New York, Sep 26 (VOICE) A team of US engineers has developed a battery-free, wireless underwater camera, powered by sound, that is about 100,000 times more energy-efficient than other undersea cameras.
The device takes colour photos, even in dark underwater environments, and transmits image data wirelessly through the water.
The autonomous camera converts mechanical energy from sound waves traveling through water into electrical energy that powers its imaging and communications equipment.
After capturing and encoding image data, the camera also uses sound waves to transmit data to a receiver that reconstructs the image.
Since it doesn’t need a power source, the camera could run for weeks on end before retrieval, enabling scientists to search remote parts of the ocean for new species, said the team from Massachusetts Institute of Technology (MIT) in the US in a paper published in the journal Nature Communications.
It could also be used to capture images of ocean pollution or monitor the health and growth of fish raised in aquaculture farms.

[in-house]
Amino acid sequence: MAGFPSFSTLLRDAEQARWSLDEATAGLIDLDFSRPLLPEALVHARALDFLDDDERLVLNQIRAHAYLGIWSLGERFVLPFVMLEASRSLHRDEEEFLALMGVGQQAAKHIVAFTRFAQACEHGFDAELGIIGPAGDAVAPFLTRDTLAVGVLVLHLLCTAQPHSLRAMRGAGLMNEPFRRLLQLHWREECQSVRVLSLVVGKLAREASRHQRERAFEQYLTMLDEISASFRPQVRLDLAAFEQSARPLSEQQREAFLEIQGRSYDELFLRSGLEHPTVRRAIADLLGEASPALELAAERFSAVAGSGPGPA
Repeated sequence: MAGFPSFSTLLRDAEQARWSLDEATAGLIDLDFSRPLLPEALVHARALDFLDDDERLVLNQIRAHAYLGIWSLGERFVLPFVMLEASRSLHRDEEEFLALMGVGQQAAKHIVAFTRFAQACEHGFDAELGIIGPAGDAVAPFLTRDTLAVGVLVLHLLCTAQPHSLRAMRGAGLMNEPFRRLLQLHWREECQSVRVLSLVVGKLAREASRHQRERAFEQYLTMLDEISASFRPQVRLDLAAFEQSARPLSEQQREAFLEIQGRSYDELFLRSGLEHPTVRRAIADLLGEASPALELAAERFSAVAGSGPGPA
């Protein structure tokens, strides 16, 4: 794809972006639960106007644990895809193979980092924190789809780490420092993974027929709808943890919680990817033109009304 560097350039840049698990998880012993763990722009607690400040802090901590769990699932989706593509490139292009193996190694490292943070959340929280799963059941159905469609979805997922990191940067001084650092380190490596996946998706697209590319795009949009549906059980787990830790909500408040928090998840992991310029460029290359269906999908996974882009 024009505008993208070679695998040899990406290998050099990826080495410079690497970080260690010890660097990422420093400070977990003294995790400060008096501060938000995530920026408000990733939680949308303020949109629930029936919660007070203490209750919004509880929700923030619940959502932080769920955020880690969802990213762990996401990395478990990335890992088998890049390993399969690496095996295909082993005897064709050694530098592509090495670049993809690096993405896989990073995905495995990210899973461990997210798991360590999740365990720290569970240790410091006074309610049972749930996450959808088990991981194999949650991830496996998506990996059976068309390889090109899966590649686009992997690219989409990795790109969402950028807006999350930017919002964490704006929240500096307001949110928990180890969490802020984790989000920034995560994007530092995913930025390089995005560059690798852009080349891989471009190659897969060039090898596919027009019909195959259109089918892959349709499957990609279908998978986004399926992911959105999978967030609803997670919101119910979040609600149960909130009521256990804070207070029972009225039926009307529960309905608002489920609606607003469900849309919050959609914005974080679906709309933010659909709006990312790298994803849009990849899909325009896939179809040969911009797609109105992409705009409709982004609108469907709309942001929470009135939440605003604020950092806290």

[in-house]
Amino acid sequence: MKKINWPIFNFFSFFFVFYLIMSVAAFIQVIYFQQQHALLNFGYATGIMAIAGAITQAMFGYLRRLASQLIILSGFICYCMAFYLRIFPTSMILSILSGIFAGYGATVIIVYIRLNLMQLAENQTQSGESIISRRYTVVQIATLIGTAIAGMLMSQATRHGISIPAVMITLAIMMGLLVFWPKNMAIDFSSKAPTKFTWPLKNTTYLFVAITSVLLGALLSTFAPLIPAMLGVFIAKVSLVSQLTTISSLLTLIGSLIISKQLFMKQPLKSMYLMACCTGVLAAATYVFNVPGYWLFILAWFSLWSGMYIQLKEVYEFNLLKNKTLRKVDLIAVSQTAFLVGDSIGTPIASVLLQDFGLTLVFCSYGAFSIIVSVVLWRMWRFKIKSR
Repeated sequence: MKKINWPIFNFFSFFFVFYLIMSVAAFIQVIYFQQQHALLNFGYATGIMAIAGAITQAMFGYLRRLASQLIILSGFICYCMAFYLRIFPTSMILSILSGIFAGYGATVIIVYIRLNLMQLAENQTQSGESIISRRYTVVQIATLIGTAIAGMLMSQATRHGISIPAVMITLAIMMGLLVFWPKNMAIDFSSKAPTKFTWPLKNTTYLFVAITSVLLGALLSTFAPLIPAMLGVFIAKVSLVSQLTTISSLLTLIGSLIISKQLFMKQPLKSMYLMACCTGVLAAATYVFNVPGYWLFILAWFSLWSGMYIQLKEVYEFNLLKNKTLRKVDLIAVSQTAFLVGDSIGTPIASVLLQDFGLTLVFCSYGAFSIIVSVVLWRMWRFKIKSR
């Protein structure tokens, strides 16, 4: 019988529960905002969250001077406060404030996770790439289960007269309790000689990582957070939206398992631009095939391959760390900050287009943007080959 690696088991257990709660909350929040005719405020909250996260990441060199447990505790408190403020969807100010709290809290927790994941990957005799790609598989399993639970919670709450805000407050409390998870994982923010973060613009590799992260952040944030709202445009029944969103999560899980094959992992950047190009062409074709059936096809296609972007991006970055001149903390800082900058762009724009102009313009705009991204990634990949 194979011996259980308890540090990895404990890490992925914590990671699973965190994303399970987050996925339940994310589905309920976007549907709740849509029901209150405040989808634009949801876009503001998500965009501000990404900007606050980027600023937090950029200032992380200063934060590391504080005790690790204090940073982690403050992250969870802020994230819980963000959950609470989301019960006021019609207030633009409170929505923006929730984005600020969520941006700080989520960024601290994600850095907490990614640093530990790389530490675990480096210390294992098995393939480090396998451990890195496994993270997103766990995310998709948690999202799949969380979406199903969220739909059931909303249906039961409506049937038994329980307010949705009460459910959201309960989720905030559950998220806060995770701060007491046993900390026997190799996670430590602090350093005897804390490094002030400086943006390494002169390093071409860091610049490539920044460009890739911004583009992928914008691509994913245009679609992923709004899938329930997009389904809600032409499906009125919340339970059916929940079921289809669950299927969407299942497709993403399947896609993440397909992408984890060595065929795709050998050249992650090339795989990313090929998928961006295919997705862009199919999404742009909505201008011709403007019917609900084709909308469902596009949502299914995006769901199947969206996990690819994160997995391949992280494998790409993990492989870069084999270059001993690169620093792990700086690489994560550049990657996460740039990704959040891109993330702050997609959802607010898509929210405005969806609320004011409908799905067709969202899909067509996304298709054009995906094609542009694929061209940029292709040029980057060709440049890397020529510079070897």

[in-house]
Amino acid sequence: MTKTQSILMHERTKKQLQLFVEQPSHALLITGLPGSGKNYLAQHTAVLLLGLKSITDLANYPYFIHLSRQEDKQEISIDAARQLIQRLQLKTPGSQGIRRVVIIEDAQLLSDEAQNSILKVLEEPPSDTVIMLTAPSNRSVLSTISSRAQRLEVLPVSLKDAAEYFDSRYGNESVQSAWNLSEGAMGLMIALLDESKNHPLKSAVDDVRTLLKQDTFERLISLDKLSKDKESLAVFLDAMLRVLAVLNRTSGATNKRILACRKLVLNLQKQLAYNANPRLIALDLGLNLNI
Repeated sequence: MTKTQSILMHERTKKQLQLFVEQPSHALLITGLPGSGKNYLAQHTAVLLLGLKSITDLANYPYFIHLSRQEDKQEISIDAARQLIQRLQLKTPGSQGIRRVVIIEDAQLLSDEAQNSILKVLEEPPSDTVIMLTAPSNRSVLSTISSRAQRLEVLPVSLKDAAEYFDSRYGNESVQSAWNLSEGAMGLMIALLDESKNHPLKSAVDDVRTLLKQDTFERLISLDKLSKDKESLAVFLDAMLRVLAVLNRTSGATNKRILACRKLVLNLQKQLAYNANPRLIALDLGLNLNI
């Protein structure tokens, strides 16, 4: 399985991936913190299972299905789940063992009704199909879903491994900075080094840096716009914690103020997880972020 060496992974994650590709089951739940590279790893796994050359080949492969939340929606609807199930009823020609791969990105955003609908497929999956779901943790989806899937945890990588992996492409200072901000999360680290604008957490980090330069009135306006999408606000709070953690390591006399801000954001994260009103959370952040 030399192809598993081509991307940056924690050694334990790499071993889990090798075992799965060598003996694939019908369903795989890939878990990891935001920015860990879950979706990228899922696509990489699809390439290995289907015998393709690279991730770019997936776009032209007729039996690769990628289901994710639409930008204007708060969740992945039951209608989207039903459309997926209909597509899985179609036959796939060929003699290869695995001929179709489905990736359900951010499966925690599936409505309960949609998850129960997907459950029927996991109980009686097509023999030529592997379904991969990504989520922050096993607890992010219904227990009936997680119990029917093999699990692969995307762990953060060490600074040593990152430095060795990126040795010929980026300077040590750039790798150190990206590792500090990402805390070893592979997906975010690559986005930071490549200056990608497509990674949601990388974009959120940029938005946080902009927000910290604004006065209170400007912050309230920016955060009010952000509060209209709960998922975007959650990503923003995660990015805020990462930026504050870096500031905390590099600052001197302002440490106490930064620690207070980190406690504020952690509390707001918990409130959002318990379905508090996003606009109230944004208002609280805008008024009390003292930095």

“We are building climate models, but we are missing data from over 95 per cent of the ocean. This technology could help us build more accurate climate models and better understand how climate change impacts the underwater world,” said Fadel Adib, associate professor in the Department of Electrical Engineering and Computer Science and senior author of the paper.
The camera acquires energy using “transducers made from piezoelectric materials” that are placed around its exterior.
“Piezoelectric” materials produce an electric signal when a mechanical force is applied to them.
When a sound wave travelling through the water hits the transducers, they vibrate and convert that mechanical energy into electrical energy.
“Those sound waves could come from any source, like a passing ship or marine life. The camera stores harvested energy until it has built up enough to power the electronics that take photos and communicate data,” said the study.
Once image data is captured, they are encoded as bits (1s and 0s) and sent to a receiver one bit at a time using a process called “underwater backscatter”.
The receiver transmits sound waves through the water to the camera, which acts as a mirror to reflect those waves. The camera either reflects a wave back to the receiver or changes its mirror to an absorber so that it does not reflect back.
Even though the image looks black and white, the red, green and blue coloured light is reflected in the white part of each photo.
When the image data is combined in post-processing, the colour image can be reconstructed.
The researchers tested the camera in several underwater environments. In one, they captured color images of plastic bottles floating in a New Hampshire pond.
They now plan to enhance the device so it is practical for deployment in real-world settings.